Nostalgic wander along the Bee Gees Way
My childhood unfolded in a spot between Brisbane’s northern suburbs and the pine plantations that once stretched to the Sunshine Coast, known as the Near North Coast until realtors gave it a much more fabulous name 50 years ago.
No such glamour was attached to my neck of the woods, aside from one extraordinary fact my parents dropped one day. They claimed the Gibb brothers, otherwise known as the Bee Gees, grew up in Redcliffe, the very place where we did the weekly grocery shop and dug for fishing worms in the mudflats of Moreton Bay.
This seemed unbelievable, as fantastical as Santa Claus and the Easter bunny. I couldn’t imagine a more ordinary place than Redcliffe, with its working-class homes, its mangroves and backyard mango trees, and its so-so beaches. How on earth did the Gibbs — Barry with his leonine locks, chest hair and flares, and twins Maurice and Robin — wash up on these uninviting shores? Today, I can find the answers to my childhood questions along Bee Gees Way, a 70m multimedia walkway that opened in 2013, with further bits and bobs added in 2015. The walkway runs between seafront Redcliffe Parade and Sutton Street, and it’s best read from right to left as though it’s a Chinese scroll.
The additions include a copy of the Bee Gees’ first contract, signed on the family’s kitchen table in 1959, along with a sculpture capturing the brothers in full glory around the time of their 1997 concert at Las Vegas’s MGM Grand (immortalised on their One Night Only album). The artwork is a companion piece to a sculpture of the Gibbs as boys in Redcliffe — with bare feet, as requested by Barry. The eldest Gibb, who penned the observations posted along the walkway, says he “could tell you a hundred stories about my life in Redcliffe”, including how he went “fishing for that elusive tiger shark off the Redcliffe Pier at night”.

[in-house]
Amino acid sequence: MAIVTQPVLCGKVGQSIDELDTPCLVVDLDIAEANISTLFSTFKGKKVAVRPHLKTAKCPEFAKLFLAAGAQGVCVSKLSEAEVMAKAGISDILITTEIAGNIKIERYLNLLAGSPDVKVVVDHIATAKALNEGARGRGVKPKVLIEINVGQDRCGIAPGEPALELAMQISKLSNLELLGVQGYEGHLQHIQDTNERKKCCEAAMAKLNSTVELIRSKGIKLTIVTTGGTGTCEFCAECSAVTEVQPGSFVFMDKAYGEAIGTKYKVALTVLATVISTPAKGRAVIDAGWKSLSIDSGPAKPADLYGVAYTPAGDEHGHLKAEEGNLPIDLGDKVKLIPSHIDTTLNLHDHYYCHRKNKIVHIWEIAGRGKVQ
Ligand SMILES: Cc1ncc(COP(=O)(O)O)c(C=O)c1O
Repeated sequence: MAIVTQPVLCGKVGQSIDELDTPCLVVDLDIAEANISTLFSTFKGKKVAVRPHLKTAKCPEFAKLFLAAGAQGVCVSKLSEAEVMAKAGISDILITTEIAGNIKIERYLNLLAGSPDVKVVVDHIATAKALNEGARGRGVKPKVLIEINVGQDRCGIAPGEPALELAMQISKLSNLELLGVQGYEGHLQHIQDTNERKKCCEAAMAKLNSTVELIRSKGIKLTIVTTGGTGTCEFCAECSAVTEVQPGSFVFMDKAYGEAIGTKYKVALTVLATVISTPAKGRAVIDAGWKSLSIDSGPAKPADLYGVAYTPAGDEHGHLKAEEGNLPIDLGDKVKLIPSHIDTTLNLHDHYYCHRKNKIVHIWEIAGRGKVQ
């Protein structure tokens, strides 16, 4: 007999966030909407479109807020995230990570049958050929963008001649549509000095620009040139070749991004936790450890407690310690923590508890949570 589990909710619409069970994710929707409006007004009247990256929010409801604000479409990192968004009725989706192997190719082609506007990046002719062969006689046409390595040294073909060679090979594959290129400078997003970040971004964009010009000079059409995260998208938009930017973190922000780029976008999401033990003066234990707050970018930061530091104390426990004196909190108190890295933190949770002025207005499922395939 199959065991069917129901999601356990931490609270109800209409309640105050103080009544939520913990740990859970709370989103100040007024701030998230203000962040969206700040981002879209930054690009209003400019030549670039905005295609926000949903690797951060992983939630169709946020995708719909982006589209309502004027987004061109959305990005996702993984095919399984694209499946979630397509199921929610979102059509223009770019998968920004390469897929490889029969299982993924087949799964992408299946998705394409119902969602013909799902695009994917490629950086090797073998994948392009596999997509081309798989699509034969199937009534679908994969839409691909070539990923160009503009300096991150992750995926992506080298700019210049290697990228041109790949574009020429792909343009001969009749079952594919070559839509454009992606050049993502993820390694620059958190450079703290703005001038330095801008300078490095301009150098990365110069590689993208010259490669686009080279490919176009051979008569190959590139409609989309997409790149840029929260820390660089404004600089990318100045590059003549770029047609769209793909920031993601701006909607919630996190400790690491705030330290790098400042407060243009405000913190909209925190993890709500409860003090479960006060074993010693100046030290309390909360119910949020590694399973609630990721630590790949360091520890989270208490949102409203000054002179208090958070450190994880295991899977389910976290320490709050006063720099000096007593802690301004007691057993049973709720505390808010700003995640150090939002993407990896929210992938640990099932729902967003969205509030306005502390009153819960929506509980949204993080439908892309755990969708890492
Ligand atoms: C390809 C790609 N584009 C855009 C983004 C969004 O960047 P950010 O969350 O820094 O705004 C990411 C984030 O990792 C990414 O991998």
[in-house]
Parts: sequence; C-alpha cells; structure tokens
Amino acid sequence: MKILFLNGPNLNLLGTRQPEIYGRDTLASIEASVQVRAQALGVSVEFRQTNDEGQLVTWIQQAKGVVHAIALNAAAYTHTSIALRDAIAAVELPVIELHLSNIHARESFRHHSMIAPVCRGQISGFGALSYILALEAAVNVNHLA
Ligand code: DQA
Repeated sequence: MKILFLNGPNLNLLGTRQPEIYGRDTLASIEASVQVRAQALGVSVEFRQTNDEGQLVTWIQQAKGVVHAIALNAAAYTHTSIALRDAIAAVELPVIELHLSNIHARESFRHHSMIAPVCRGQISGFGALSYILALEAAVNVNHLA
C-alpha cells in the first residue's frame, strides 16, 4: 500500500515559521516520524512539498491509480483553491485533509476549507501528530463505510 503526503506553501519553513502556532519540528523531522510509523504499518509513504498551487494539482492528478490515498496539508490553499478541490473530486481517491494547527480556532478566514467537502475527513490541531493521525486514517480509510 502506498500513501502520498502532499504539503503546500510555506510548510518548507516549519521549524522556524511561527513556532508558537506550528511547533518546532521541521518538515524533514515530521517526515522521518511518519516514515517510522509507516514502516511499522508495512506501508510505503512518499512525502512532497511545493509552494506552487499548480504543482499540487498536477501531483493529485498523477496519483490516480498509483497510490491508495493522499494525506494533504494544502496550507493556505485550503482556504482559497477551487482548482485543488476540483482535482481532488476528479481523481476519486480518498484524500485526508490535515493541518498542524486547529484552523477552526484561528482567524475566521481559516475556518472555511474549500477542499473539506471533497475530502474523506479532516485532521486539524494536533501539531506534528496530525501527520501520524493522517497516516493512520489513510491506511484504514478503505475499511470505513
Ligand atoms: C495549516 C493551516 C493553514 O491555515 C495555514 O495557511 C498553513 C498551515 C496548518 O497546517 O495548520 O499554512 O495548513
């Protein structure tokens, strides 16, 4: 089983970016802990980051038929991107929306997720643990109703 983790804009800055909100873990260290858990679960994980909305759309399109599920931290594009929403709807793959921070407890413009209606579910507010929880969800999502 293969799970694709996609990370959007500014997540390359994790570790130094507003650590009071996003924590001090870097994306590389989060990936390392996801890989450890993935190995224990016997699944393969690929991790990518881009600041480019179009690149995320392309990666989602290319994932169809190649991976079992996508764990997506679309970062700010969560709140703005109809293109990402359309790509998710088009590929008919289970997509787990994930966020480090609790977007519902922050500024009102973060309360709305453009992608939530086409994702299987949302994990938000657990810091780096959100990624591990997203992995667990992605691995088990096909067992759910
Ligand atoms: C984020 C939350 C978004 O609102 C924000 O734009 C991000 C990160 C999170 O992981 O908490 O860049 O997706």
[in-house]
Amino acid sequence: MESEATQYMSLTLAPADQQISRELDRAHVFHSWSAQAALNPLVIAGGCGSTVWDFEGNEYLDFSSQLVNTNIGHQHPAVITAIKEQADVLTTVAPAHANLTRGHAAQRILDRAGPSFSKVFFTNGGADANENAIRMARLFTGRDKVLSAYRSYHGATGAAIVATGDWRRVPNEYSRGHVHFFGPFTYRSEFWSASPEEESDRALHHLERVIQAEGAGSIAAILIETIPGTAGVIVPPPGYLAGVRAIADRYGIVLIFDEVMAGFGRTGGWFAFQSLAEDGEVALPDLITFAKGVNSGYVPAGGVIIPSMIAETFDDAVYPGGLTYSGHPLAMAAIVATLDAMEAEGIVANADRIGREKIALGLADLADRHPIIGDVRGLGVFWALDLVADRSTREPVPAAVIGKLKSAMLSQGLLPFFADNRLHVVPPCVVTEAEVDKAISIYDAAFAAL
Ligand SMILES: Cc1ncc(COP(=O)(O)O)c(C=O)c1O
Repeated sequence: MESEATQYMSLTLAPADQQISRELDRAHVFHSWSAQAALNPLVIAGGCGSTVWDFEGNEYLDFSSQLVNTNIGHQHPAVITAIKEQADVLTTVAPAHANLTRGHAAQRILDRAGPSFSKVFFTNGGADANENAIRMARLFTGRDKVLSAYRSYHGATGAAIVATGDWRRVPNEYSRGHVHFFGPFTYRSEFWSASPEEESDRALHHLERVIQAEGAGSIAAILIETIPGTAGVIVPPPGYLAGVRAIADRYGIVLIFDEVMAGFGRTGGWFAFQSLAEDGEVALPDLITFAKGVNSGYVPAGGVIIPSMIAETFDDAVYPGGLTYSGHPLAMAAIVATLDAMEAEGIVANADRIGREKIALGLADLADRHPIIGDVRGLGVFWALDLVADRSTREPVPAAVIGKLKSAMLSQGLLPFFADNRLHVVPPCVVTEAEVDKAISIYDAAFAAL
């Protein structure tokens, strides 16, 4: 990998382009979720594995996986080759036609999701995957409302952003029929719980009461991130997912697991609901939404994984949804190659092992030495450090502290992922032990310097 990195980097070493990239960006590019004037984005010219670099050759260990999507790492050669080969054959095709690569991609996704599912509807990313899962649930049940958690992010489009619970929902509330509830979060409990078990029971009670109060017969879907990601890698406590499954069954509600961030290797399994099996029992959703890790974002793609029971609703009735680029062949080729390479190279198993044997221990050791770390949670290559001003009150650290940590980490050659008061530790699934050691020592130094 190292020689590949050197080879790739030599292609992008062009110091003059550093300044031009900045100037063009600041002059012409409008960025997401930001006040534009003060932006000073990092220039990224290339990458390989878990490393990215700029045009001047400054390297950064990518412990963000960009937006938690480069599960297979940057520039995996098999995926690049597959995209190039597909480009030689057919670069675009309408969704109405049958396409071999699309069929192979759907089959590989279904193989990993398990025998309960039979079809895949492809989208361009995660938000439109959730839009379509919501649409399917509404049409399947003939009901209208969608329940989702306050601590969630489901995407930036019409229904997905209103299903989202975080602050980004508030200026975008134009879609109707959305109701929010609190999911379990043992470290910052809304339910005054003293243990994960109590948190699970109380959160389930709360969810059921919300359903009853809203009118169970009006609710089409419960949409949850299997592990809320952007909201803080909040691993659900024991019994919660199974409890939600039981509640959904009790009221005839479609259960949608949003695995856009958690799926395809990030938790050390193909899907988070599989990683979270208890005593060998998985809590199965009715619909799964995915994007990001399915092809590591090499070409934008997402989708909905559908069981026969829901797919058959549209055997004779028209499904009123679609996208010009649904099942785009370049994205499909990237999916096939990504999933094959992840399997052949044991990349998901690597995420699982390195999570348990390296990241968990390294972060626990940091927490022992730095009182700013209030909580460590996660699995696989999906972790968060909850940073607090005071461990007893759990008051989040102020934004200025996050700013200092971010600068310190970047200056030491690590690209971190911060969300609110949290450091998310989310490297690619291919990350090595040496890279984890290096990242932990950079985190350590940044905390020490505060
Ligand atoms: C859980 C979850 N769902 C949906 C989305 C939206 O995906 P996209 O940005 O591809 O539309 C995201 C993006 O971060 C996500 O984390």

After the family relocated from England to Australia, the Bee Gees played their first gig at the Redcliffe speedway, singing from the back of a truck as the crowd threw coins on to the track. Everything changed for the Gibbs when their breakthrough single, Spicks and Specks, hit the airwaves in 1966. After releasing some of the decade’s most poignant songs — New York Mining Disaster 1941, To Love Somebody, Words and I’ve Got to Get a Message to You — they went in a new direction, defining the 1970s disco era. The Saturday Night Fever soundtrack was jam-packed with hits such as Stayin’ Alive, Jive Talkin’ and You Should be Dancing.
Tragedy has struck, too. Youngest brother Andy died in 1988, Maurice in 2003 and Robin in 2012. Stroll along Bee Gees Way as their hits waft through the air and people talk about those losses as much as anything they’re reading on the walls. Barry Gibb attended both Bee Gees Way ceremonies, last time donning a casual straw hat. He told the crowd: “[Redcliffe] was paradise. It’s still paradise.”
It’s easier for visitors to reach paradise these days thanks to a rail link, mooted for 131 years, finally opening last October, connecting the Redcliffe Peninsula to Brisbane’s suburban train network. Mosey along the peninsula’s shoreline and, if you remember only the Redcliffe of old, be astonished at the transformation.
Today, the foreshore is inviting. In the early morning, gulls wheel above boot camps and powerwalkers. Jetties, such as the one at Woody Point, have had an arty makeover but still reel in anglers of all ages. Redcliffe still doesn’t sound as sexy as the Sunshine Coast but it just might be Southeast Queensland’s next big hit. • visitbrisbane.com.au